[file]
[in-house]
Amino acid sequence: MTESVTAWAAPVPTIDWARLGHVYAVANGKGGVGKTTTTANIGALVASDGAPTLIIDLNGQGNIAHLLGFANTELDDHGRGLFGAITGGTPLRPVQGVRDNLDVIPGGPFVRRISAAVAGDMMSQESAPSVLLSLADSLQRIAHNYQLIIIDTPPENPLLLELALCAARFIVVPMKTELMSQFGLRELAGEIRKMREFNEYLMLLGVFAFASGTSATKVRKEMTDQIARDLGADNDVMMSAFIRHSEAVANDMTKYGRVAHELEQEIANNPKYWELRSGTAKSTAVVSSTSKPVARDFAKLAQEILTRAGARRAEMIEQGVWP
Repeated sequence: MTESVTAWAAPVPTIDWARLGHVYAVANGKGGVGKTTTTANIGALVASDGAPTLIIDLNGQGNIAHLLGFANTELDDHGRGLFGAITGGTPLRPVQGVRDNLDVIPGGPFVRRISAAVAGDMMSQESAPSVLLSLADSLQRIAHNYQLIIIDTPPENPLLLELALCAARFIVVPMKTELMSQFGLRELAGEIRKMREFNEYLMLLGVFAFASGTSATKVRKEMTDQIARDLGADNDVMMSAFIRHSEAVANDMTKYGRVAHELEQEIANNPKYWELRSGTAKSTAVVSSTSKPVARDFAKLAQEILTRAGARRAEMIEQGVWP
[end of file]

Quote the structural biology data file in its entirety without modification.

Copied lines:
[in-house]
Amino acid sequence: MTESVTAWAAPVPTIDWARLGHVYAVANGKGGVGKTTTTANIGALVASDGAPTLIIDLNGQGNIAHLLGFANTELDDHGRGLFGAITGGTPLRPVQGVRDNLDVIPGGPFVRRISAAVAGDMMSQESAPSVLLSLADSLQRIAHNYQLIIIDTPPENPLLLELALCAARFIVVPMKTELMSQFGLRELAGEIRKMREFNEYLMLLGVFAFASGTSATKVRKEMTDQIARDLGADNDVMMSAFIRHSEAVANDMTKYGRVAHELEQEIANNPKYWELRSGTAKSTAVVSSTSKPVARDFAKLAQEILTRAGARRAEMIEQGVWP
Repeated sequence: MTESVTAWAAPVPTIDWARLGHVYAVANGKGGVGKTTTTANIGALVASDGAPTLIIDLNGQGNIAHLLGFANTELDDHGRGLFGAITGGTPLRPVQGVRDNLDVIPGGPFVRRISAAVAGDMMSQESAPSVLLSLADSLQRIAHNYQLIIIDTPPENPLLLELALCAARFIVVPMKTELMSQFGLRELAGEIRKMREFNEYLMLLGVFAFASGTSATKVRKEMTDQIARDLGADNDVMMSAFIRHSEAVANDMTKYGRVAHELEQEIANNPKYWELRSGTAKSTAVVSSTSKPVARDFAKLAQEILTRAGARRAEMIEQGVWP